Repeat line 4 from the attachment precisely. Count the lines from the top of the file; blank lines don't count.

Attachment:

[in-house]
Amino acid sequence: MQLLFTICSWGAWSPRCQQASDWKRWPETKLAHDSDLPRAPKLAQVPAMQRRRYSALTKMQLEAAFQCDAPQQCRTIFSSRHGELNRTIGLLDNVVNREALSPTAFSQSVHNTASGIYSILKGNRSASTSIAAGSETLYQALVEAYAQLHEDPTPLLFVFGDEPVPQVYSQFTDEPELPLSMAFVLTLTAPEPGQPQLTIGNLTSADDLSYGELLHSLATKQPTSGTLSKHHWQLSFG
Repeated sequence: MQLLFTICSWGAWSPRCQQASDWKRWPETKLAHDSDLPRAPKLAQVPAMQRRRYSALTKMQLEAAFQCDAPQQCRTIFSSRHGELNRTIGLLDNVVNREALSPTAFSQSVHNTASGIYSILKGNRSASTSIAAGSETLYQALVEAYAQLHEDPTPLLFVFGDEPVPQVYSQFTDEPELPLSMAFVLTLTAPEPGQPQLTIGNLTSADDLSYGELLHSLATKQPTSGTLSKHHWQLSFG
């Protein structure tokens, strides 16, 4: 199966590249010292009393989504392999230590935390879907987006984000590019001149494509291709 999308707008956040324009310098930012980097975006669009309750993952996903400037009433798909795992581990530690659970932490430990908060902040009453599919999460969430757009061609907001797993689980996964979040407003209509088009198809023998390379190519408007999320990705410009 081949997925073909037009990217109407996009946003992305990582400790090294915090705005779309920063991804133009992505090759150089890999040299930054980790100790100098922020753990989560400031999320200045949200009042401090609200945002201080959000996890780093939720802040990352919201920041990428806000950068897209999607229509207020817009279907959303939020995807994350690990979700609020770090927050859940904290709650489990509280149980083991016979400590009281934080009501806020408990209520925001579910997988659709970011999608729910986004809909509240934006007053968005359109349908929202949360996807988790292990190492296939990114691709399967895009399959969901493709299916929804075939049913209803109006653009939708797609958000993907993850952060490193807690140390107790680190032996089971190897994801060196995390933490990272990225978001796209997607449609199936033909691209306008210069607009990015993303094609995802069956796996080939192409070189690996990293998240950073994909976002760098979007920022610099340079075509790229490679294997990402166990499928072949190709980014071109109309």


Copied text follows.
């Protein structure tokens, strides 16, 4: 199966590249010292009393989504392999230590935390879907987006984000590019001149494509291709 999308707008956040324009310098930012980097975006669009309750993952996903400037009433798909795992581990530690659970932490430990908060902040009453599919999460969430757009061609907001797993689980996964979040407003209509088009198809023998390379190519408007999320990705410009 081949997925073909037009990217109407996009946003992305990582400790090294915090705005779309920063991804133009992505090759150089890999040299930054980790100790100098922020753990989560400031999320200045949200009042401090609200945002201080959000996890780093939720802040990352919201920041990428806000950068897209999607229509207020817009279907959303939020995807994350690990979700609020770090927050859940904290709650489990509280149980083991016979400590009281934080009501806020408990209520925001579910997988659709970011999608729910986004809909509240934006007053968005359109349908929202949360996807988790292990190492296939990114691709399967895009399959969901493709299916929804075939049913209803109006653009939708797609958000993907993850952060490193807690140390107790680190032996089971190897994801060196995390933490990272990225978001796209997607449609199936033909691209306008210069607009990015993303094609995802069956796996080939192409070189690996990293998240950073994909976002760098979007920022610099340079075509790229490679294997990402166990499928072949190709980014071109109309």